Has anyone investigated the truly ancient black cumin seed? Nigella sativa. I've become aware of it and am going to try it, but it is one of those things that "cures" so many things that I would not know if it is helping or not. Of course, if it does not help my major problems, it then becomes a dust collector.
Remedies (see what I mean about large list of cures):For a little while there’s been some buzz around the complementary therapy world about a product, that admittedly is an old timer, but stardom has been slow to come its way. The rising celebrity is Black Seed Oil. It first made its debut around the time of Tutankhamen, had a mention in the Bible, and the Prophet Mohammed declared that “Black cumin heals every disease except for death”. Certainly praise indeed. Is it the very complex chemical structure of the seeds of Black cumin, Nigella sativa, having some one hundred different constituents that is the key to its success, just like St John’s wort and Ginkgo that also have incredibly complicated structures? Now, may I just say, at this point, I could delve into the intricacies of the constituents of the oil and bore every one, except you budding bio chemists out there. So you guys can “Google it”. For the rest of us let’s skip that and get to the bottom line – what does it do, and is it safe? The oil doesn’t lack clinical trials, in fact in the past forty years some two hundred studies have been conducted. The result? A panacea; which is perhaps why stardom has been slow in coming. Society is sceptical of “natural remedies for all ailments”, sadly myself included. However, what is of particular interest are the claims that it is an “immunomodulator” – regulating immune function. The results are encouraging in relation to asthma, bronchial asthma, and bronchitis, and in allergies such as atopic eczema, as well as for digestive upsets, circulatory system disorders and yes- even in the urinary system. The lymphatic system doesn’t escape either, because the oil has a purifying effect as it passes through.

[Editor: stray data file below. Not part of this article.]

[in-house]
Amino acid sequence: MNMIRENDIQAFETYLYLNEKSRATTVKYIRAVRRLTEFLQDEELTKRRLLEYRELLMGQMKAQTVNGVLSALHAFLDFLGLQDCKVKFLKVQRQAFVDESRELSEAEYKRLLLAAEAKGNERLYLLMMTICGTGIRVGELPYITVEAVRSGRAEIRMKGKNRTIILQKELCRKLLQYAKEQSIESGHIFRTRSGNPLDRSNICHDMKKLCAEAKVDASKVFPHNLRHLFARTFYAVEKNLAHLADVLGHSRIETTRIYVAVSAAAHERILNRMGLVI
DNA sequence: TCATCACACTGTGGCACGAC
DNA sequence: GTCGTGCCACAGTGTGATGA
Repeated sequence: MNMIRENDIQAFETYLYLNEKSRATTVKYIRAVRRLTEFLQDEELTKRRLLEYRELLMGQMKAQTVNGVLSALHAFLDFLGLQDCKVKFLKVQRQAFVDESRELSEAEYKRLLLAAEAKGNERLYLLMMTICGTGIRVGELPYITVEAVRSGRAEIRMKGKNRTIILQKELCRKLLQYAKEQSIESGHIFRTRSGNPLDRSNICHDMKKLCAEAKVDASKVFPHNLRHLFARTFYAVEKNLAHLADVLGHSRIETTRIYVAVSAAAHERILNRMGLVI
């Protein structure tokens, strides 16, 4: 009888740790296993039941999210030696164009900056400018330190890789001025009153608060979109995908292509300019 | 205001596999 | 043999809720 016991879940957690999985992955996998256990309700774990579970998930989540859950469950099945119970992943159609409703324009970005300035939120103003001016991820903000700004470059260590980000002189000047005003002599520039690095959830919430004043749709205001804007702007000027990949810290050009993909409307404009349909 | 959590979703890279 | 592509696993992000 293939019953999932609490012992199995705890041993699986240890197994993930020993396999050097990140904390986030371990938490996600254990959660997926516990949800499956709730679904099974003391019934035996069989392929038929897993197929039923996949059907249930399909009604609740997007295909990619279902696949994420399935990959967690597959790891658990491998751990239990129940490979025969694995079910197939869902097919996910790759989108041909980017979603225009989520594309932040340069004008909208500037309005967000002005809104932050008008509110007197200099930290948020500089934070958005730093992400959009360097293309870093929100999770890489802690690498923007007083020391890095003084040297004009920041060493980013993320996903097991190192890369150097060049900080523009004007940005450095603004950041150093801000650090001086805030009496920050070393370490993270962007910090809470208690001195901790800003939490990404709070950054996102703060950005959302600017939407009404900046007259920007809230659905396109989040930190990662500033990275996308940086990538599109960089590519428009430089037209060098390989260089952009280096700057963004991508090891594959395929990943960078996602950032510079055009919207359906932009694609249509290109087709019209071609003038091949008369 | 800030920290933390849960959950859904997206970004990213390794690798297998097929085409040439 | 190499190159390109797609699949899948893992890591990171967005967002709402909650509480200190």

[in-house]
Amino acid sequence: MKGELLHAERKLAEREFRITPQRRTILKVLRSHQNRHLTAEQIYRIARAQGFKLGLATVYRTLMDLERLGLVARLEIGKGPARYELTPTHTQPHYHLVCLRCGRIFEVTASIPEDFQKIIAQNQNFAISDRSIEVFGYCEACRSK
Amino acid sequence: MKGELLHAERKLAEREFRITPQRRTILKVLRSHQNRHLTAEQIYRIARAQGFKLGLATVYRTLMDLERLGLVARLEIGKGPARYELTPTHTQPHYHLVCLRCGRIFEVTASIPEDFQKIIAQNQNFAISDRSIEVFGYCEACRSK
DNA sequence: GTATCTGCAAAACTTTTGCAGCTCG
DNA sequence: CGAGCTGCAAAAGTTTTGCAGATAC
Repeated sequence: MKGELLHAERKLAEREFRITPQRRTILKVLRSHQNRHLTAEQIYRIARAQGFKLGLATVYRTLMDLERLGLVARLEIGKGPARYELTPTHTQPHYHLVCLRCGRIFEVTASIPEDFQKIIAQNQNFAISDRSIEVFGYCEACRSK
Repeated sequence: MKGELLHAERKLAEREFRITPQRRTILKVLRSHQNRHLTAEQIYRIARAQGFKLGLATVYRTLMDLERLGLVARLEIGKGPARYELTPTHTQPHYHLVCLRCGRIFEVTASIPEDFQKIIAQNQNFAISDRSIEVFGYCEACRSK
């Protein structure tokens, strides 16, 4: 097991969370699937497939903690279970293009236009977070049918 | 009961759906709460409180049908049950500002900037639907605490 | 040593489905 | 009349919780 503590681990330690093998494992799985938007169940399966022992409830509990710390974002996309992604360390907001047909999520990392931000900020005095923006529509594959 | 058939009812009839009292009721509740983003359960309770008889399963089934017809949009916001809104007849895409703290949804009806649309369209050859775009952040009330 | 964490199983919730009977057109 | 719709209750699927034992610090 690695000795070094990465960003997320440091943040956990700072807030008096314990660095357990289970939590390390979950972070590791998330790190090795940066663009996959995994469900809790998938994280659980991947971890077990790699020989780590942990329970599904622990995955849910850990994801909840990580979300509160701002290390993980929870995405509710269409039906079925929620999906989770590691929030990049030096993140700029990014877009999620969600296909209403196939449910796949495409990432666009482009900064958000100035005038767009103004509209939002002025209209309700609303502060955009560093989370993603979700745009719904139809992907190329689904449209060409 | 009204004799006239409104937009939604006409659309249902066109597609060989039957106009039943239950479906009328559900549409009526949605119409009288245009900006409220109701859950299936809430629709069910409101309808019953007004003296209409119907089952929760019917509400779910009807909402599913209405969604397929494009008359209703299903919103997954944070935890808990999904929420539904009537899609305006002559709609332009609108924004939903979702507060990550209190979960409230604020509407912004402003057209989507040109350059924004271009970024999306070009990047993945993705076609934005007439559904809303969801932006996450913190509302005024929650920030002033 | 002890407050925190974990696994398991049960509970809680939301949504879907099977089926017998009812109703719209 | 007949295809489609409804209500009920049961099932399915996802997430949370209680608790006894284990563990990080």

The most abundant substance within Black seed oil, is Thymoquinone or TQ for short, and research has shown it to inhibit new or abnormal growths and uncontrolled cell division found in certain cancers, such as colon cancer. Even the investigation into the protective role of Black seed oil in breast cancer appears to be encouraging. The evidence suggested that most illnesses have a direct link to an imbalanced immune system that when compromised cannot function adequately in defending the body. Also if there is an increased production of immune cells, bone-marrow cells, and B-cells the prime function of the immune system is restored. Black seed oil stimulates and modulates components within the immune system, so if we consider auto-immune diseases such as psoriasis or rheumatoid arthritis, can we hope that order may be restored by this potentially remarkable oil? It appears so.
Black seed can be used for:
Weak Immune System (chronic reoccurring illness, AIDS).
Over reactive Immune System (allergies, rheumatism, M.S., leukaemia, hayfever and asthma)